Monday, January 30, 2017
Major Step toward Longer-Lasting HIV Treatment
A drug developed at the University of Rochester Medical Center extends the effectiveness of multiple HIV therapies by unleashing a cell’s own protective machinery on the virus. The finding, published today in the Journal of Clinical Investigation, is an important step toward the creation of long-acting HIV drugs that could be administered once or twice per year, in contrast to current HIV treatments that must be taken daily.
The drug, called URMC-099, was developed in the laboratory of UR scientist Harris A. (“Handy”) Gelbard, M.D., Ph.D. When combined with “nanoformulated” versions of two commonly used anti-HIV drugs (also called antiretroviral drugs), URMC-099 lifts the brakes on a process called autophagy.
Normally, autophagy allows cells to get rid of intracellular “trash,” including invading viruses. In HIV infection, the virus prevents cells from turning on autophagy; one of the many tricks it uses to survive. When the brake on autophagy is lifted, cells are able to digest any virus that remains after treatment with antiretroviral therapy, leaving cells free of virus for extended periods of time.
Harris A. (“Handy”) Gelbard, M.D., Ph.D.
“This study shows that URMC-099 has the potential to reduce the frequency of HIV therapy, which would eliminate the burden of daily treatment, greatly increase compliance and help people better manage the disease,” said Gelbard, professor and director of UR’s Center for Neural Development and Disease, who has studied HIV/AIDS for the past 25 years. The finding builds on previous research that Gelbard conducted with Howard E. Gendelman, M.D., professor and chair of the Department of Pharmacology/Experimental Neuroscience at the University of Nebraska Medical Center.Read More: URMC Drug Extends Effectiveness of HIV Therapy
Liz Romanski to serve as President of Rochester Chapter of Society for Neuroscience
Wednesday, January 25, 2017
Liz Romanski, Associate Professor of Neuroscience at the University of Rochester, will serve as President of the Rochester Chapter of the Society for Neuroscience for the 2017-2108 term.
The Chapter is involved in a number of activities designed to strengthen Neuroscience research, education, and outreach in the Rochester area. In addition to Dr. Romanski, the Chapter's current leadership council includes Secretary/Treasurer Chris Holt, Faculty Councilor Amy Kiernan, Past Presidents Krystel Huxlin and Doug Portman, Postdoctoral Councilor Sarah Heilbronner, Graduate Student Councilor Heather Natola, and Administrative Coordinator Ania Dworzanski.
Tuesday, January 24, 2017
A study led by Jessica Cantlon, associate professor of brain and cognitive sciences, suggests that primates have the ability to distinguish large and small quantities of objects, irrespective of the surface area they appear to occupy.
Adults and children in the US, adults from a 'low numeracy' tribe in Bolivia and rhesus monkeys ALL possessed the ability to distinguish between large and small quantities of objects, regardless of the surface area they occupy. This ability is likely a shared evolutionary trait, according to a study. The nonverbal visual tests could be used in assessing early math education in young children.Read More: What humans, primates both know when it comes to numbers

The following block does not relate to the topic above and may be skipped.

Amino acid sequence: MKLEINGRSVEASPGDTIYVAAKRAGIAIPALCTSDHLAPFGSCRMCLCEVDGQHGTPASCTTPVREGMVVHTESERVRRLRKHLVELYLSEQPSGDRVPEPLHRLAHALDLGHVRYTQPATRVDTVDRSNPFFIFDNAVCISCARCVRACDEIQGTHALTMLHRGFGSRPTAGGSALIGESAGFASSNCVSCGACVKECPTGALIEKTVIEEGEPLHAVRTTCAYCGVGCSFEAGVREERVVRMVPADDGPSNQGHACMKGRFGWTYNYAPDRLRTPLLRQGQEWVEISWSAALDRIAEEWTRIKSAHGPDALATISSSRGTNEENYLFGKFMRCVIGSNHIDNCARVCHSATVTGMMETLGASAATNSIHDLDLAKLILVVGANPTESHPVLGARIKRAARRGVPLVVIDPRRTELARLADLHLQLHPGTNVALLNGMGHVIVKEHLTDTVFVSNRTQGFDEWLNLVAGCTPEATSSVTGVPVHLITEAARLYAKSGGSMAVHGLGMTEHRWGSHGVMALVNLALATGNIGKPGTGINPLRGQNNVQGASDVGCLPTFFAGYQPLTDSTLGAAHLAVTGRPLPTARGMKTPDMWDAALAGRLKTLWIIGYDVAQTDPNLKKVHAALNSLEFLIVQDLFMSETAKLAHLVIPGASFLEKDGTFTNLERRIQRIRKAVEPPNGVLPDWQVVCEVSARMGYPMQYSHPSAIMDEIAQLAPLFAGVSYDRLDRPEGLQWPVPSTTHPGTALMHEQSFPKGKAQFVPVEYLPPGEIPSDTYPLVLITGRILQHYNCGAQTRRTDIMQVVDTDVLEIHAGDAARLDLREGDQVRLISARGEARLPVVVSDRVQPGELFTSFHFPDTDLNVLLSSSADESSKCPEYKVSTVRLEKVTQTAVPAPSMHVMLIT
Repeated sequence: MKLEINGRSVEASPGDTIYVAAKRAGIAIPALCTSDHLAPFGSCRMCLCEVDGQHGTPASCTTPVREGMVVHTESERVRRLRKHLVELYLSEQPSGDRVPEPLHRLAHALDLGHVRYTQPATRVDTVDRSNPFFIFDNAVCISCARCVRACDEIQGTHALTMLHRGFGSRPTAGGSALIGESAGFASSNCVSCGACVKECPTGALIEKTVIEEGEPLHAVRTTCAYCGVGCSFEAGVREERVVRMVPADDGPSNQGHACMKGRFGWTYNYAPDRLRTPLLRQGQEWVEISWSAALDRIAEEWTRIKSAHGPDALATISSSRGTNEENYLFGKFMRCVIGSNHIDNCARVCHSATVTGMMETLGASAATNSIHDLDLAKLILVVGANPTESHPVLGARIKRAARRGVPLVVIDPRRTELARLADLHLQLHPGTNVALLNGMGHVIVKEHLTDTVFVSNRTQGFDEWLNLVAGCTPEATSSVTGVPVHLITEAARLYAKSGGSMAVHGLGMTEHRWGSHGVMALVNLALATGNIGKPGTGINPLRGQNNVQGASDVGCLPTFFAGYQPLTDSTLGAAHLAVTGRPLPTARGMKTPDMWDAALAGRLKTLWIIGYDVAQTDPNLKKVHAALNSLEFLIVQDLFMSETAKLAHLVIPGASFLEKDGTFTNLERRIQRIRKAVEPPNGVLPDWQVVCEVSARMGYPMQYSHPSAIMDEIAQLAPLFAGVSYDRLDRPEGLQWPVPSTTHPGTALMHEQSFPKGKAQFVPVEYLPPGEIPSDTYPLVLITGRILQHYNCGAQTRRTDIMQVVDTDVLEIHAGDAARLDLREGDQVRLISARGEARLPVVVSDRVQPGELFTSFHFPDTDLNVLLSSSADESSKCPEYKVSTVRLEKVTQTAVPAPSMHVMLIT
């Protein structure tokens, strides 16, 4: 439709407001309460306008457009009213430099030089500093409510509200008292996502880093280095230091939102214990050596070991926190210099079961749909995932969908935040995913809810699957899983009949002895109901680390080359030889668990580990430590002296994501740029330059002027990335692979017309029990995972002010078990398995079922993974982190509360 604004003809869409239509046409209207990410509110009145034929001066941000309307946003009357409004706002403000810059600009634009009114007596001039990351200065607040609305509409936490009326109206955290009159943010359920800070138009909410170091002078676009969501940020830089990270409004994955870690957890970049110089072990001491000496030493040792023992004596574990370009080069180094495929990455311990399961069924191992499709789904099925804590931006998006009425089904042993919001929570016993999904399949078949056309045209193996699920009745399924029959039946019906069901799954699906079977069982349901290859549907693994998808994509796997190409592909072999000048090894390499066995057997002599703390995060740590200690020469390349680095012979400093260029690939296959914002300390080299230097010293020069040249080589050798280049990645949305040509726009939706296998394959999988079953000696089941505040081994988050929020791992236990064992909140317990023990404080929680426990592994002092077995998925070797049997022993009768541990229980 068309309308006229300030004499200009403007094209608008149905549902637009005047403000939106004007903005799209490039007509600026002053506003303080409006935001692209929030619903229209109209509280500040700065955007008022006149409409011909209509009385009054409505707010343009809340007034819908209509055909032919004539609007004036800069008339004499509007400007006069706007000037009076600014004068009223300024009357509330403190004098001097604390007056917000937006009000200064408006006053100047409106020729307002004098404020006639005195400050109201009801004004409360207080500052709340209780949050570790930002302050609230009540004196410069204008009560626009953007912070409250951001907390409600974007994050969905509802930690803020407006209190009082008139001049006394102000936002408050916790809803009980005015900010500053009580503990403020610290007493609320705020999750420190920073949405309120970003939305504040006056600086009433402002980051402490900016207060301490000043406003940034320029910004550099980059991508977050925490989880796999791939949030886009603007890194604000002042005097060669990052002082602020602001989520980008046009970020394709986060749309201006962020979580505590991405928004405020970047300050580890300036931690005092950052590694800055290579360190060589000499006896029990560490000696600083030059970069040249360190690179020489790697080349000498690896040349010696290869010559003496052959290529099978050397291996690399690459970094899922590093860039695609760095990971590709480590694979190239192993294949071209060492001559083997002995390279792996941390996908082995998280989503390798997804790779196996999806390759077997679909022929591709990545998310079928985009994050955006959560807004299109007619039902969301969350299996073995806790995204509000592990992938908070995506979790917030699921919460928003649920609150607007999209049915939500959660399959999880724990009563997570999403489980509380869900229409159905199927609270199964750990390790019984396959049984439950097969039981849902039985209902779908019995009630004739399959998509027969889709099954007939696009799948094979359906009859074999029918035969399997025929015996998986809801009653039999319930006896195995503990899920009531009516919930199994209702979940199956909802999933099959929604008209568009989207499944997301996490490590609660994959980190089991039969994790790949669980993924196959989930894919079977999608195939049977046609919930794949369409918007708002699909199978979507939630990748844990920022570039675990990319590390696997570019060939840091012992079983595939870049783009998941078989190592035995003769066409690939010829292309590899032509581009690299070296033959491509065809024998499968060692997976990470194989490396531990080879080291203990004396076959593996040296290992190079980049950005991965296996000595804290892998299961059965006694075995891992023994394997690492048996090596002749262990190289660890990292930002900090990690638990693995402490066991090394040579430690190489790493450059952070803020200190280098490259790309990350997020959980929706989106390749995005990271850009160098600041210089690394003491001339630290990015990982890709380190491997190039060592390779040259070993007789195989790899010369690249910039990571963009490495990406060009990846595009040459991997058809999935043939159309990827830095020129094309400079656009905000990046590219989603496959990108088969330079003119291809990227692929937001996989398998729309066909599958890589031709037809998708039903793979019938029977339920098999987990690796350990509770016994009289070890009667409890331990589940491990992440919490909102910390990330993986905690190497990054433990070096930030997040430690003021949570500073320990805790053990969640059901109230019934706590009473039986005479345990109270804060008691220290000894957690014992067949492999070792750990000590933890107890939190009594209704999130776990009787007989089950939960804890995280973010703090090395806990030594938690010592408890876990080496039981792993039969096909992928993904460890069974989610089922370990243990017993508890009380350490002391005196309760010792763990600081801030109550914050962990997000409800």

Kelli Fagan defends her thesis
Monday, January 23, 2017
NGP student Kelli Fagan successfully defended her PhD thesis titled, “The Genetic Sex of the Sensory Neuron ADF Confers Pheromone Attraction in C. elegans”.
Congratulations Dr. Fagan!
Julianne Feola successfully defends thesis
Wednesday, January 18, 2017
Congratulations to Julianne Feola on completing her PhD degree on Monday, January 17, 2017. Julie was a student in Dr. Gail Johnson lab. She wrote a PhD thesis on The Role of Astrocytic Transglutaminase 2 in mediating Cellular Viability Processes.
Best luck, Julie!
Thursday, January 5, 2017
David Williams, Ph.D.
Researchers at the University of Rochester Medical Center have developed a new imaging technique that could revolutionize how eye health and disease are assessed. The group is first to be able to make out individual cells at the back of the eye that are implicated in vision loss in diseases like glaucoma. They hope their new technique could prevent vision loss via earlier diagnosis and treatment for these diseases.
In a study highlighted in the Proceedings of the National Academy of Sciences, Ethan A. Rossi, Ph.D., assistant professor of Ophthalmology at the University of Pittsburgh School of Medicine, describes a new method to non-invasively image the human retina, a layer of cells at the back of the eye that are essential for vision. The group, led by David Williams, Ph.D., Dean for Research in Arts, Sciences, and Engineering and the William G. Allyn Chair for Medical Optics at the University of Rochester, was able to distinguish individual retinal ganglion cells (RGCs), which bear most of the responsibility of relaying visual information to the brain. Read More: A Closer Look at the Eye: Researchers Develop New Retinal Imaging Technique
Thursday, January 5, 2017
A new study sheds light on changes in the brain that may explain why young infants who are placed in an orphanage or foster care often struggle with social relationships later in life.
The findings, which were published in the journal Developmental Psychobiology, come from a team of researchers led by Julie Fudge, M.D., with the University of Rochester Medical Center (URMC) Department of Neuroscience. The scientists revisited data from a study involving monkeys that took place more than a decade ago at the University of Pittsburgh and was designed to observe the behaviors of newborns that were separated from their biological mothers and raised by another group of females. The original study noted that these monkeys differed in their social interactions – such as grooming, huddling together, and normal aggression – compared to those that were raised by their mothers.
Like humans, monkey’s brains are not fully developed at birth and the animals are dependent upon the nurturing of caregivers for many months early in life. Fudge and her colleagues wanted to see if there could find an association between the absence of a primary caregiver and biological changes in the brain that could explain the lasting social impairment observed in the monkeys.
Read More: Mother’s Touch May Extend to Brain Development